Posts tagged with: Homs

On the National Catholic Register, Joan Frawley Desmond has a round up on the deepening crisis in Syria. She writes that Pope Benedict XVI, on his recent visit to Lebanon, “urged rival political, ethnic and religious groups to overcome their differences and find common ground for the sake of peace.”

The Vatican soon announced that it would send a papal delegation to Syria, and Cardinal Timothy Dolan of New York, president of the U.S. bishops’ conference, was selected to join the group that was called to express “fraternal solidarity” with the Syrian people and foster efforts to find a peaceful resolution to the conflict. The escalating violence in Syria resulted in a postponement of the delegation’s departure, and the USCCB has since confirmed that Cardinal Dolan will not join the group.

Nina Shea, the director of the Hudson Institute’s Center for Religious Freedom in Washington, said Pope Benedict’s visit to Lebanon was important and that his strong statements underscored the danger that the Syrian conflict posed for the stability of the region and the survival of Christian minorities.

“The Pope drew attention to the fact that Christians are in peril. The West seems paralyzed and can’t speak up for them,” said Shea. “Syria is one of the four largest Christian-minority countries in the Middle East. But, after Iraq, there are fears for the survival of another Christian minority in the region. The smaller the minority gets, the more vulnerable it gets — and the more likely it will be eradicated.”

Read Ray Nothstine’s interview with Shea, titled “A Rare and Tenuous Freedom,” in Religion & Liberty.

Over at Patheos, Joel J. Miller’s “Prayers of the persecuted church” reminds us that “the lull in aggression toward the church since the fall of communism might have dulled Western memories to the horrific slaughter and repressions of the twentieth century, but the lull seems over, and the church around the world is experiencing intense persecution.” Miller goes into some detail on the horrific martyrdom of Fr. Fadi Haddad and cites the Acton Institute interview with Metropolitan Hilarion posted here yesterday.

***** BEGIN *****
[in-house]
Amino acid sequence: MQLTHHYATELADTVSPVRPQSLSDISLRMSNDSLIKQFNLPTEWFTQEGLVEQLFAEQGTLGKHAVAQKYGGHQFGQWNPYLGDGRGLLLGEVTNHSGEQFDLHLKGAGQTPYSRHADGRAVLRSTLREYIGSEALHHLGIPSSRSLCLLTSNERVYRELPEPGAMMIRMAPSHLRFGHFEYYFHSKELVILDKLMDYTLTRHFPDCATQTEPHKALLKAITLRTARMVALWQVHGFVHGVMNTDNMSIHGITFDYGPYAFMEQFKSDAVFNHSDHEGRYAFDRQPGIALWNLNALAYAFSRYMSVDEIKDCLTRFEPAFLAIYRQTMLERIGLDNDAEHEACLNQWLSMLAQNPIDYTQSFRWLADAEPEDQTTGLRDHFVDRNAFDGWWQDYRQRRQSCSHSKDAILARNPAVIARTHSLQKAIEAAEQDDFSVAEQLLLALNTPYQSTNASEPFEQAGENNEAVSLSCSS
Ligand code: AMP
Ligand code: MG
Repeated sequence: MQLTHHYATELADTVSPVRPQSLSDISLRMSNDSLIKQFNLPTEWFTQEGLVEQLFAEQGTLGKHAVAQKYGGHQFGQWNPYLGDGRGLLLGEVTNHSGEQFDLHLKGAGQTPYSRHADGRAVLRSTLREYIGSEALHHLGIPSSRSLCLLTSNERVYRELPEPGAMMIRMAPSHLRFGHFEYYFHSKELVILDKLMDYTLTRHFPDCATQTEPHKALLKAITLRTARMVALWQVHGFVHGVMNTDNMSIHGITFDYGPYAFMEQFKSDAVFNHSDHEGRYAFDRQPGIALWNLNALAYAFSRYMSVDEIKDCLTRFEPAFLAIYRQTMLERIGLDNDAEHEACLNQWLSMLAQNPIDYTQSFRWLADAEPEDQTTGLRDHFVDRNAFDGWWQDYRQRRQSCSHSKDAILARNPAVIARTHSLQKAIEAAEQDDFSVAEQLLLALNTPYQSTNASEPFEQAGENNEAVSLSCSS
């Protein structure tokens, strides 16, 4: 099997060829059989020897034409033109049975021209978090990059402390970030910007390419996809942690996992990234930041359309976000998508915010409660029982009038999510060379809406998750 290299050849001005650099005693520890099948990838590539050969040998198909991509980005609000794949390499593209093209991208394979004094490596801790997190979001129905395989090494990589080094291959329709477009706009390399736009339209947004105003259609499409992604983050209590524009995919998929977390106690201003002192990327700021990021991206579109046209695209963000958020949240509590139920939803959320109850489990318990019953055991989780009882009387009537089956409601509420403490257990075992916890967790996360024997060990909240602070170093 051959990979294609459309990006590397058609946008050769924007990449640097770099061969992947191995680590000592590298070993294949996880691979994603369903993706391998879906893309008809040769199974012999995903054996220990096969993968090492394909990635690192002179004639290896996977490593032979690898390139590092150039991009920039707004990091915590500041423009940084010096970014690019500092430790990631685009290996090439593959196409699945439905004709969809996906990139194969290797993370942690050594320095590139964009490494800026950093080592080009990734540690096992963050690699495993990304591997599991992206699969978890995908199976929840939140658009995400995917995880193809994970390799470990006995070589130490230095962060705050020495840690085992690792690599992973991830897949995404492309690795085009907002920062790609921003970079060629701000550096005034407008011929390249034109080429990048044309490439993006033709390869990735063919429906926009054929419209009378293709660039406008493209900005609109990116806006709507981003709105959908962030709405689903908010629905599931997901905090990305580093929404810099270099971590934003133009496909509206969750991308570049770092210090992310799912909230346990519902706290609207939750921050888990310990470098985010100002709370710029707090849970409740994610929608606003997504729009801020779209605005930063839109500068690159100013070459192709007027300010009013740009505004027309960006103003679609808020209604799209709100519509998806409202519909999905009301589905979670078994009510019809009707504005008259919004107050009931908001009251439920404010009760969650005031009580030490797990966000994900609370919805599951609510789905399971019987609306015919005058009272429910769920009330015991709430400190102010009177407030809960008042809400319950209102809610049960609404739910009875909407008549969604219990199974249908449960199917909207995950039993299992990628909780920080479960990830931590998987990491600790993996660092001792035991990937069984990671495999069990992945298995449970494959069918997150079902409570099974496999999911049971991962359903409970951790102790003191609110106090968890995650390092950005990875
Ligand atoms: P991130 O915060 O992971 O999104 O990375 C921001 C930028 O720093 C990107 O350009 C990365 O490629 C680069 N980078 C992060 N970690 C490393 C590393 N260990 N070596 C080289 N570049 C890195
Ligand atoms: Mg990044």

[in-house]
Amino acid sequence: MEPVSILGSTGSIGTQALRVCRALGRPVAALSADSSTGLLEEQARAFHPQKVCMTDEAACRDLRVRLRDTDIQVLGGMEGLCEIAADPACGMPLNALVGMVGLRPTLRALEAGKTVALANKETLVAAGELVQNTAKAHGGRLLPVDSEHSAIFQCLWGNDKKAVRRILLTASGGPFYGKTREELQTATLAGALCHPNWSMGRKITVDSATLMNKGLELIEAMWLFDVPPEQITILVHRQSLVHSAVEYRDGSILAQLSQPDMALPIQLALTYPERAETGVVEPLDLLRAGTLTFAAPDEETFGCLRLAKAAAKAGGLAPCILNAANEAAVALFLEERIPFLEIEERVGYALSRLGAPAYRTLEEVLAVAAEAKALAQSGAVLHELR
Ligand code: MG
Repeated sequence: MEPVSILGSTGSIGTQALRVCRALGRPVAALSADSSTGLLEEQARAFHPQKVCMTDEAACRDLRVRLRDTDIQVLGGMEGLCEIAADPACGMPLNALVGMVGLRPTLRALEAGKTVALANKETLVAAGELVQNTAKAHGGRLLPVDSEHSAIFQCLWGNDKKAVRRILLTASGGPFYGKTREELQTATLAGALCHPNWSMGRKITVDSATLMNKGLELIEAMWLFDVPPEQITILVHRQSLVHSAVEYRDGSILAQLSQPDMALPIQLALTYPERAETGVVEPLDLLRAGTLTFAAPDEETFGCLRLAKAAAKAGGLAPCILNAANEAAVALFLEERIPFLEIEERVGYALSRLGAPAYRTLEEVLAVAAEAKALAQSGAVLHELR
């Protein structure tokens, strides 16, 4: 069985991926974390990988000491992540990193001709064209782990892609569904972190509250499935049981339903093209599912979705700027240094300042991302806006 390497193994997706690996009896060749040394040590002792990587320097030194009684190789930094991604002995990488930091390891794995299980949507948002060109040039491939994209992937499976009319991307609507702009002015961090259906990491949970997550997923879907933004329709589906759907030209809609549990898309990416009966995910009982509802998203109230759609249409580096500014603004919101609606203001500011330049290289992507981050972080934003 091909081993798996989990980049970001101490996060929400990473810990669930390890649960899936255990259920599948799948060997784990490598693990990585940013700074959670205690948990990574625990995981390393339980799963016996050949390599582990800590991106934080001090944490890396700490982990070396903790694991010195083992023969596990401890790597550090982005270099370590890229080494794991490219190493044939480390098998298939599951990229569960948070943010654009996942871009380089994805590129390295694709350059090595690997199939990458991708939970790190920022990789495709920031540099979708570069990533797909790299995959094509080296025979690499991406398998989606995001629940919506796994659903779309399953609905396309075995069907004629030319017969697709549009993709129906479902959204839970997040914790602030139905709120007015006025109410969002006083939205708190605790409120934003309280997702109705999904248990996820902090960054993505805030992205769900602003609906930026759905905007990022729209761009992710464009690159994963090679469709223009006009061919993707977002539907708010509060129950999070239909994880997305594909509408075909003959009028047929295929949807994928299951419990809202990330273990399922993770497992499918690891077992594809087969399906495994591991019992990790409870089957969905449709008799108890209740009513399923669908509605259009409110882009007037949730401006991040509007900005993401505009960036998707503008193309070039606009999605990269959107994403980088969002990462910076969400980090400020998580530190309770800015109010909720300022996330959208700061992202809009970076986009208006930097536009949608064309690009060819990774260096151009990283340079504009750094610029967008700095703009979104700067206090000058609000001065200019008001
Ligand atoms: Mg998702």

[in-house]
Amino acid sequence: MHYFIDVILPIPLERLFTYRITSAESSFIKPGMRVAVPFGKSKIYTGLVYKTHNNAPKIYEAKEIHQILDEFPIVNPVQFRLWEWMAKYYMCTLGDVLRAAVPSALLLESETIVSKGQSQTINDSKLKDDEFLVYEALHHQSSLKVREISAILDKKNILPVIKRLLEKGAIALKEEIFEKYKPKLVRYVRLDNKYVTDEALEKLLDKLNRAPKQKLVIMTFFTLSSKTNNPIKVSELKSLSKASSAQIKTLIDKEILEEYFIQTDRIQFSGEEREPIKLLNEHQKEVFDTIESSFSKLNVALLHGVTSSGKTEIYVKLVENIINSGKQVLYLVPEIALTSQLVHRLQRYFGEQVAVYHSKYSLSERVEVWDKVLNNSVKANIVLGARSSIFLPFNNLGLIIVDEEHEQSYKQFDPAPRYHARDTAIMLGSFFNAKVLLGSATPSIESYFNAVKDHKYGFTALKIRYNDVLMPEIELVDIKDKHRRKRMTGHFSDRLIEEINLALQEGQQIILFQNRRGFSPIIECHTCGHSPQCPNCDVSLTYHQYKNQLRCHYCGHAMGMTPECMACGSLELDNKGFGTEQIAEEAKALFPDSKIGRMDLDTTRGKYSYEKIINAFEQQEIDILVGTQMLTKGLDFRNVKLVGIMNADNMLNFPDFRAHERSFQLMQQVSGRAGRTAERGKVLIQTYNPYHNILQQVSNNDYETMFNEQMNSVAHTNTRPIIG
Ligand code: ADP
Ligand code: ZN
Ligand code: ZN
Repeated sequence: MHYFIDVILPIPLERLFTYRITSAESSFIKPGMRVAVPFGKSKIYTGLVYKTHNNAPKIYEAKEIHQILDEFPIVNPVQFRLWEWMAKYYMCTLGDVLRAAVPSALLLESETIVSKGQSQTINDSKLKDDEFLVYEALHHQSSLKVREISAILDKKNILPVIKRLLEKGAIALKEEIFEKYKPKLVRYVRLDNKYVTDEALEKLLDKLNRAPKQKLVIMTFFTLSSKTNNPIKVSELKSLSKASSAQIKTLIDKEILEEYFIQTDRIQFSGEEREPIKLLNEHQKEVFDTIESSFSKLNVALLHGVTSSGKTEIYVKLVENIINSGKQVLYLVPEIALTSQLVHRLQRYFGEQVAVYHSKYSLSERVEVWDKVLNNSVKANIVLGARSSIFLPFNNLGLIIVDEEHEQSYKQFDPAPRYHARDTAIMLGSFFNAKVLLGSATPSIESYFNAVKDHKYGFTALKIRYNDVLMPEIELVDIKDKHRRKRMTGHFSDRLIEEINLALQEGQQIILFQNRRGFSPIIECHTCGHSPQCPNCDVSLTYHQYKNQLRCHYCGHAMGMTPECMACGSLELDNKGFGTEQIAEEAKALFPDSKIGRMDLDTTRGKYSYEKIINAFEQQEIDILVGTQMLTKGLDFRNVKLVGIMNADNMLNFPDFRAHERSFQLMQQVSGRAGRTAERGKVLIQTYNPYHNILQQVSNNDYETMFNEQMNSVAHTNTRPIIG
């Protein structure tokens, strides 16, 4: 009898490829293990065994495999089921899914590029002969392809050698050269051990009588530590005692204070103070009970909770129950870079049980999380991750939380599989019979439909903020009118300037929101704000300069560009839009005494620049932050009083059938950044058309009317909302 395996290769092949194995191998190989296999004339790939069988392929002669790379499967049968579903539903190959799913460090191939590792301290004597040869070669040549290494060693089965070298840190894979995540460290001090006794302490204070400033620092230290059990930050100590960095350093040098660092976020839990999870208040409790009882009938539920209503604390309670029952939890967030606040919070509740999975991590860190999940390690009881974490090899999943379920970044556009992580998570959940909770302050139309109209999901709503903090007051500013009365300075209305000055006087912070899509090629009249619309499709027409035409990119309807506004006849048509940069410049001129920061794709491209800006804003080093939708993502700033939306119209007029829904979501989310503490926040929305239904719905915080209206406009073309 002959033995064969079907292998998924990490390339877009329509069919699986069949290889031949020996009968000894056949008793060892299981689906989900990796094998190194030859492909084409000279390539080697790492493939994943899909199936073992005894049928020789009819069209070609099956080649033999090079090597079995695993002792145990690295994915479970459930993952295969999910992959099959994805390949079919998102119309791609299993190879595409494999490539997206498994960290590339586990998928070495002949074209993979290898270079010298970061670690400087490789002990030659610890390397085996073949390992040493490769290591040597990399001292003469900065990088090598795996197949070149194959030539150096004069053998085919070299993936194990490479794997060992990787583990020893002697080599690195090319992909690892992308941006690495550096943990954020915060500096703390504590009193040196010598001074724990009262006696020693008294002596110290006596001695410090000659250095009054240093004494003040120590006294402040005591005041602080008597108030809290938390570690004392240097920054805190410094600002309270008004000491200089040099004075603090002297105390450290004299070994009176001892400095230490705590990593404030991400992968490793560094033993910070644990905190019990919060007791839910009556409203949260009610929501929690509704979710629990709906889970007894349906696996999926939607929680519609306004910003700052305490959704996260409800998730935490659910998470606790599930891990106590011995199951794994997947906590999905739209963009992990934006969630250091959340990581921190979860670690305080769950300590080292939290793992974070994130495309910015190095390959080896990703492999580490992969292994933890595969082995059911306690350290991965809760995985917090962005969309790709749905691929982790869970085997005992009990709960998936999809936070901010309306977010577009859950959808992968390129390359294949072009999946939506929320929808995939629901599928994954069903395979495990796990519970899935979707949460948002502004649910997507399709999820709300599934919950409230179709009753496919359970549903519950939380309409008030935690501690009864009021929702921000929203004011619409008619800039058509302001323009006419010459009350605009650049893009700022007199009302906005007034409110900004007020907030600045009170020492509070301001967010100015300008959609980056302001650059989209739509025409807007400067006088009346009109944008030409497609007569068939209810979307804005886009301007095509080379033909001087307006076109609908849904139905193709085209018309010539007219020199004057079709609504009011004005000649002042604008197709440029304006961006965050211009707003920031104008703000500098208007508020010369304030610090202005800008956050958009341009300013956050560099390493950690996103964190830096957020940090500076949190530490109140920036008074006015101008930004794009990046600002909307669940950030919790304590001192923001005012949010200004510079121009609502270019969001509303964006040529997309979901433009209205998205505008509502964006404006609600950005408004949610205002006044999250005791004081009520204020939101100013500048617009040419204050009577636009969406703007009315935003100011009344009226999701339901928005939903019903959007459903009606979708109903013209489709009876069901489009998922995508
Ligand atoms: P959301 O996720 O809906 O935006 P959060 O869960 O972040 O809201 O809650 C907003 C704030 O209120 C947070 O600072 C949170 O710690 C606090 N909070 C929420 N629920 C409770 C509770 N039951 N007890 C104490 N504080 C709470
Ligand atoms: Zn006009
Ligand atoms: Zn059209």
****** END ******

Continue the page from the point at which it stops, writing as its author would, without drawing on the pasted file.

Also see “The plight of Syria’s Christians: ‘We left Homs because they were trying to kill us,’” a report by the Independent, a UK newspaper.

A roundup at Notes on Arab Orthodoxy paints a grim picture for Christians — and clashing Islamic sects — in Syria. It’s a gut-wrenching account of kidnappings, torture and beheadings. One report begins with this line: “Over 40 young men (including a couple of doctors) from the Wadi area, were killed by the bearded men who are eager to give us democracy.”

The article also links to a report in Agenzia Fides, which interviewed a Greek-Catholic bishop:

The picture for us – he continues – is utter desolation: the church of Mar Elian is half destroyed and that of Our Lady of Peace is still occupied by the rebels. Christian homes are severely damaged due to the fighting and completely emptied of their inhabitants, who fled without taking anything. The area of Hamidieh is still shelter to armed groups independent of each other, heavily armed and bankrolled by Qatar and Saudi Arabia. All Christians (138,000) have fled to Damascus and Lebanon, while others took refuge in the surrounding countryside. A priest was killed and another was wounded by three bullets.